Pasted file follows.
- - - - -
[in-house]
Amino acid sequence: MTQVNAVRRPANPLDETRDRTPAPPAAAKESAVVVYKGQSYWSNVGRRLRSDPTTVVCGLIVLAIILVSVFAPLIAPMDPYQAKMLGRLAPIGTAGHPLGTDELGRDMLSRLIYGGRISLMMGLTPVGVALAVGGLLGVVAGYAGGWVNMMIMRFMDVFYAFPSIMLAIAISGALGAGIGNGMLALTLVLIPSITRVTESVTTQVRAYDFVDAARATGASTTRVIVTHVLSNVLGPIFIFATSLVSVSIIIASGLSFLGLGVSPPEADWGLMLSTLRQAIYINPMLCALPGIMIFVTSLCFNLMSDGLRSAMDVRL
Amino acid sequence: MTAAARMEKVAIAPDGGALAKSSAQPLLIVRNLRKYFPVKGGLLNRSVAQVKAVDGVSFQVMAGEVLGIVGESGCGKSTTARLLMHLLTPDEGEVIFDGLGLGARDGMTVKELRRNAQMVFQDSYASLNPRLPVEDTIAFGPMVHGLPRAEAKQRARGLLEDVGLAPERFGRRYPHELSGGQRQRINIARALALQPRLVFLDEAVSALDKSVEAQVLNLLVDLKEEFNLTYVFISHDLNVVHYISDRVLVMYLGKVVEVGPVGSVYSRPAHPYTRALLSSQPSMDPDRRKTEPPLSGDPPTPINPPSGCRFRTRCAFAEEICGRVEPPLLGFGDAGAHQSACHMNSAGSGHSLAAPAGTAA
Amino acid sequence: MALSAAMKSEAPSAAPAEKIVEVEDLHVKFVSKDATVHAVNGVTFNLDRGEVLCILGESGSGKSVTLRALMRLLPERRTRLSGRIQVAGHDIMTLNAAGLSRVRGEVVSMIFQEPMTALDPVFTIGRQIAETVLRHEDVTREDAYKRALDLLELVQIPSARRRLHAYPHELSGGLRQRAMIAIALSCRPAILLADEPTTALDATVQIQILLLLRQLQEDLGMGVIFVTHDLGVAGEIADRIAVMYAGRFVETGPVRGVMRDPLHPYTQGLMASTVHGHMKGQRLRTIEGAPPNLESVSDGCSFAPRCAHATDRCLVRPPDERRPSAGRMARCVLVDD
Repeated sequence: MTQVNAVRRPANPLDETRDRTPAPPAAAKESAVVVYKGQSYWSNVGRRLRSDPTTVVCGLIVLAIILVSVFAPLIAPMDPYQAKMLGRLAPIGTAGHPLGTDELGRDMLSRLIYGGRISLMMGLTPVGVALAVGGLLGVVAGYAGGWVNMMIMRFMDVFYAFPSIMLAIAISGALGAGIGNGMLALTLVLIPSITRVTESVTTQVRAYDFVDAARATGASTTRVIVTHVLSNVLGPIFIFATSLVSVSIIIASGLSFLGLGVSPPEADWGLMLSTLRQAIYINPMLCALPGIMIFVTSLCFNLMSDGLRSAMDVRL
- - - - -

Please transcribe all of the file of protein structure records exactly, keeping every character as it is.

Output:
[in-house]
Amino acid sequence: MTQVNAVRRPANPLDETRDRTPAPPAAAKESAVVVYKGQSYWSNVGRRLRSDPTTVVCGLIVLAIILVSVFAPLIAPMDPYQAKMLGRLAPIGTAGHPLGTDELGRDMLSRLIYGGRISLMMGLTPVGVALAVGGLLGVVAGYAGGWVNMMIMRFMDVFYAFPSIMLAIAISGALGAGIGNGMLALTLVLIPSITRVTESVTTQVRAYDFVDAARATGASTTRVIVTHVLSNVLGPIFIFATSLVSVSIIIASGLSFLGLGVSPPEADWGLMLSTLRQAIYINPMLCALPGIMIFVTSLCFNLMSDGLRSAMDVRL
Amino acid sequence: MTAAARMEKVAIAPDGGALAKSSAQPLLIVRNLRKYFPVKGGLLNRSVAQVKAVDGVSFQVMAGEVLGIVGESGCGKSTTARLLMHLLTPDEGEVIFDGLGLGARDGMTVKELRRNAQMVFQDSYASLNPRLPVEDTIAFGPMVHGLPRAEAKQRARGLLEDVGLAPERFGRRYPHELSGGQRQRINIARALALQPRLVFLDEAVSALDKSVEAQVLNLLVDLKEEFNLTYVFISHDLNVVHYISDRVLVMYLGKVVEVGPVGSVYSRPAHPYTRALLSSQPSMDPDRRKTEPPLSGDPPTPINPPSGCRFRTRCAFAEEICGRVEPPLLGFGDAGAHQSACHMNSAGSGHSLAAPAGTAA
Amino acid sequence: MALSAAMKSEAPSAAPAEKIVEVEDLHVKFVSKDATVHAVNGVTFNLDRGEVLCILGESGSGKSVTLRALMRLLPERRTRLSGRIQVAGHDIMTLNAAGLSRVRGEVVSMIFQEPMTALDPVFTIGRQIAETVLRHEDVTREDAYKRALDLLELVQIPSARRRLHAYPHELSGGLRQRAMIAIALSCRPAILLADEPTTALDATVQIQILLLLRQLQEDLGMGVIFVTHDLGVAGEIADRIAVMYAGRFVETGPVRGVMRDPLHPYTQGLMASTVHGHMKGQRLRTIEGAPPNLESVSDGCSFAPRCAHATDRCLVRPPDERRPSAGRMARCVLVDD
Repeated sequence: MTQVNAVRRPANPLDETRDRTPAPPAAAKESAVVVYKGQSYWSNVGRRLRSDPTTVVCGLIVLAIILVSVFAPLIAPMDPYQAKMLGRLAPIGTAGHPLGTDELGRDMLSRLIYGGRISLMMGLTPVGVALAVGGLLGVVAGYAGGWVNMMIMRFMDVFYAFPSIMLAIAISGALGAGIGNGMLALTLVLIPSITRVTESVTTQVRAYDFVDAARATGASTTRVIVTHVLSNVLGPIFIFATSLVSVSIIIASGLSFLGLGVSPPEADWGLMLSTLRQAIYINPMLCALPGIMIFVTSLCFNLMSDGLRSAMDVRL